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The Dartmouth
May 23, 2024 | Latest Issue
The Dartmouth

Phi Delt may lose money over alcohol incidents

Phi Delta Alpha fraternity may lose close to $4,000 because some underage students were caught drinking at an outdoor concert sponsored by the fraternity on May 13.

The Programming Board of the Student Activities Office has said it will revoke $2,900 the Co-ed Fraternity Sorority Council contributed and may take back another $1,000 because of alcohol consumption at The Meters concert outside of Phi Delt that Thursday.

The money would have helped cover the $9,000 cost of bringing the band to the campus. Phi Delt has already paid about $2,000 of the cost of the band.

The Programming Board met Monday and voted to cancel funding of The Meters concert. But representatives of the fraternity met with Linda Kennedy, the adviser to the board, yesterday afternoon and said they were confident a compromise would be reached.

Phi Delt Social Chair Jon Rosenblatt '94 said he worked closely with Kennedy to plan the concert including security to prevent alcohol consumption.

"An event of this magnitude had never been attempted before," Rosenblatt said. "Linda and I worked very closely on all points of plannning and put together what we thought was a viable security plan."

During the concert, several students were caught carrying beer in opaque squirt bottles, and others were playing beer pong on the lawns of neighboring fraternities, despite the fact that the concert was supposed to be a non-alcoholic event.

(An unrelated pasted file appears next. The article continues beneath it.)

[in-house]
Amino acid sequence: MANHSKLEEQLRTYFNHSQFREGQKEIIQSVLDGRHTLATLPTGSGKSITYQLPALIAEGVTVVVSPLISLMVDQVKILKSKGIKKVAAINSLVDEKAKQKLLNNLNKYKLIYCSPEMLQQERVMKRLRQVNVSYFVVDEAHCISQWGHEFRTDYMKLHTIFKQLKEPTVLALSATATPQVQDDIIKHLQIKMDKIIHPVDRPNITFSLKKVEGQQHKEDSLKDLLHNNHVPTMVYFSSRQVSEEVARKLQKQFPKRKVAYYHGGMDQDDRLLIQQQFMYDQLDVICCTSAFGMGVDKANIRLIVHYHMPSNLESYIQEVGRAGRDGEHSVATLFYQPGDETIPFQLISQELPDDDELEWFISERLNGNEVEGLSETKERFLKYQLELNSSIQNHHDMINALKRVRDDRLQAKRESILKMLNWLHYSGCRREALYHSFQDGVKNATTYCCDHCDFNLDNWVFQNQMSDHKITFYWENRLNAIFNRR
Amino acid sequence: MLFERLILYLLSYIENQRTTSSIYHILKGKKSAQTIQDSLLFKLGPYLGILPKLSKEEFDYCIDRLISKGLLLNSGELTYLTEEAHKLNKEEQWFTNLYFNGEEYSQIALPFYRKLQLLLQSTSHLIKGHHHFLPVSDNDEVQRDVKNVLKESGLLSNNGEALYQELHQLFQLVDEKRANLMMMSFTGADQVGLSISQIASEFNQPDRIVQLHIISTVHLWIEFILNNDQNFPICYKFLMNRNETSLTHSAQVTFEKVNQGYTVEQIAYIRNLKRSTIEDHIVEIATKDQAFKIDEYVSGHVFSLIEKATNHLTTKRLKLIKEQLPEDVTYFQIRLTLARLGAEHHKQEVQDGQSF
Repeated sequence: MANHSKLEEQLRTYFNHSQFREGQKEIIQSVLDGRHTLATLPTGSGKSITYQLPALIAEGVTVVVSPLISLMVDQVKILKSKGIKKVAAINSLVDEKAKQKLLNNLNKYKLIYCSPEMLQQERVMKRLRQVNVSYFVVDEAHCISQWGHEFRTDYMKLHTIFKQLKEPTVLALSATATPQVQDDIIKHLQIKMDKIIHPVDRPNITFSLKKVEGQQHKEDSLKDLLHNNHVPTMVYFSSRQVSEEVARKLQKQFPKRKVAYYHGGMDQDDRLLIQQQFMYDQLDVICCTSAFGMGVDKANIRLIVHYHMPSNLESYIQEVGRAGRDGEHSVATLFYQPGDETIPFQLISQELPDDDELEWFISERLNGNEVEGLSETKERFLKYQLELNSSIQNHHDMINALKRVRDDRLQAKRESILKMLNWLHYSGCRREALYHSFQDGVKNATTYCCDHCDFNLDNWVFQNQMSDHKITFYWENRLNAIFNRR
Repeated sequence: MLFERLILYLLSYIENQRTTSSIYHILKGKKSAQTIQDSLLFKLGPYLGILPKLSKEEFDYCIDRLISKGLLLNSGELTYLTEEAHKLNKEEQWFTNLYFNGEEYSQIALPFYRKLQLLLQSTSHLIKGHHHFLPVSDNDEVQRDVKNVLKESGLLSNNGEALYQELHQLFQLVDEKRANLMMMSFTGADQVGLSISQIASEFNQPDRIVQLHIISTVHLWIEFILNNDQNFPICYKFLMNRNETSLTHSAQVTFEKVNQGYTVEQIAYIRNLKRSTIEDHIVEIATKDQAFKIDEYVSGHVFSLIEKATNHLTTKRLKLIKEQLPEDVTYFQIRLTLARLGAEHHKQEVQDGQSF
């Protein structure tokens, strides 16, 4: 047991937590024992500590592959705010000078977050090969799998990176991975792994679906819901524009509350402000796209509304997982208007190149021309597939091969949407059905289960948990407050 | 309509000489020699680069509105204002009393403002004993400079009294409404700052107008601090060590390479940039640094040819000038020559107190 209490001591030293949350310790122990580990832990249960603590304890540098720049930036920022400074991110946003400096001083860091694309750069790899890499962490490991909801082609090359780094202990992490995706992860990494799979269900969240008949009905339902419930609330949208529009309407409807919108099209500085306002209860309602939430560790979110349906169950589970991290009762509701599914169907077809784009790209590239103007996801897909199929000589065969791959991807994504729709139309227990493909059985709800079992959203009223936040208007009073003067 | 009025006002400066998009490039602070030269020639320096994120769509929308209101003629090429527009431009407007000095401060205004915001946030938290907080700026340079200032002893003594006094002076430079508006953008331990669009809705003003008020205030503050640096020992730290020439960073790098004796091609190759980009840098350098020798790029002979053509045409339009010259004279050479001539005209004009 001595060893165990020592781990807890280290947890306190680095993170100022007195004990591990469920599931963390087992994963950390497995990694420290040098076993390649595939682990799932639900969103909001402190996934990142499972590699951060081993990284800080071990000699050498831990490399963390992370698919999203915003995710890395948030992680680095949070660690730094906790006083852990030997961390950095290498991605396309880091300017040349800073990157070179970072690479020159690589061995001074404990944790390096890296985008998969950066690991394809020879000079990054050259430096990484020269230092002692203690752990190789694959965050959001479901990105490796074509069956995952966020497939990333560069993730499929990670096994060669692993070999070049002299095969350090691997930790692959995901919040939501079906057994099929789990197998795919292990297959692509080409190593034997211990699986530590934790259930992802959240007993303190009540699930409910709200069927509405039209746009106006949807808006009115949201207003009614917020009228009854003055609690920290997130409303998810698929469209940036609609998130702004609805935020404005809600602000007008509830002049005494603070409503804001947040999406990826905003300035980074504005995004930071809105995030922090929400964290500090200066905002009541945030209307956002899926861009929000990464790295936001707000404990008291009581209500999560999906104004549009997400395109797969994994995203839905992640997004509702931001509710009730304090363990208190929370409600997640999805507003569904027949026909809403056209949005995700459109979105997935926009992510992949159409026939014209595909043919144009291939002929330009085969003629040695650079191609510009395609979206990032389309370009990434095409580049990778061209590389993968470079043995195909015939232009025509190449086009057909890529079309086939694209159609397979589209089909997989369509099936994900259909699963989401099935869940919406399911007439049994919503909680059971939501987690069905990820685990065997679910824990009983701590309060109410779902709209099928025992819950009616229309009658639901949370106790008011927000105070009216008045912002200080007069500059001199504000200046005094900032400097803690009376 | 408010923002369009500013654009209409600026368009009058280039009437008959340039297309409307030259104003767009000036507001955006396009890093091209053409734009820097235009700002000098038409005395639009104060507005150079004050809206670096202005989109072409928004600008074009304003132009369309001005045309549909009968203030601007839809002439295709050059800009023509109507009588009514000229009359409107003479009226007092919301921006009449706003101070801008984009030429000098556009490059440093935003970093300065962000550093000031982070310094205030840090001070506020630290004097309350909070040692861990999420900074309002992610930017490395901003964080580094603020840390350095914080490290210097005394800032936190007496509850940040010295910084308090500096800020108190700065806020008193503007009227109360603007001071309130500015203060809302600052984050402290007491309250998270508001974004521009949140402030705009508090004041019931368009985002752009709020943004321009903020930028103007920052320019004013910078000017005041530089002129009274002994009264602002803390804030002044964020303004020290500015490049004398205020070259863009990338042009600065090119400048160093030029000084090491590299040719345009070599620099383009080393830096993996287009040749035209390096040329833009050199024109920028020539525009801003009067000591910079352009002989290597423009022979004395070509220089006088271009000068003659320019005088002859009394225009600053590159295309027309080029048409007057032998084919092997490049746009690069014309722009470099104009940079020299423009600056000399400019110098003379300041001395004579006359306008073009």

Rosenblatt said members of the fraternity did everything they thought they were required to do to prevent drinking.

"The big problem the programming board has is that we were not vigilant enough with people drinking out of closed containers like squeeze bottles and soda cans," he said.

"They believe we should have had the right to ask everybody with a closed container to sniff it or smell what was inside," he said. "We didn't think we were entitled to tell people who were showing no signs of intoxication to dump out the contents of their squeeze bottles."

Phi Delt agreed to host the event under specific guidelines required for funding from the Programming Board and the CFSC. Alcohol was forbidden on the grounds of Phi Delt and in its common areas.

"Our security wasn't lax because of neglect," Rosenblatt said. "It was lax because of a misunderstanding. Our intentions were the best and it just didn't work out we hoped."

Phi Delt had agreed to put up signs prohibiting alcohol and to provide brothers and additional hired monitors on the lawn to ensure that no alcohol was present, Kennedy said.

She said that Phi Delt did not comply with the guidelines.

Halfway through the concert, Kennedy took the microphone and asked the crowd not to drink on Phi Delt property or in the street.

The Programming Board discussed the situation on Monday and members decided to send Phi Delt a letter asking them to return the $2,900, according to Leslie Jennings '96, a board member.

"We will be asking Phi Delt for the money we had originally promised. It was voted upon ... the letter was to go out that week," Jennings said.

"The Programming Board is not satisfied with how the party went ... and we're still talking with Phi Delt about how to resolve it. Nothing is definite," Kennedy said. She said there would another meeting with the fraternity.

The $1,000 Phi Delt was given by the CFSC came from a special fund provided for non-alcoholic events open to the entire campus, according to Liz Shore '95, the president of the co-ed council.

The CFSC has not reached a decision, but will probably conduct an investigation, according to CFSC President Mark Daly '94.

Phi Delt brothers maintain they complied with the guidelines for hosting a non-alcoholic event.

"No beer was being served at Phi Delt. It's ridiculous, we held up our end of the bargain," Phi Delt Vice President Scott Mansfield '94 said.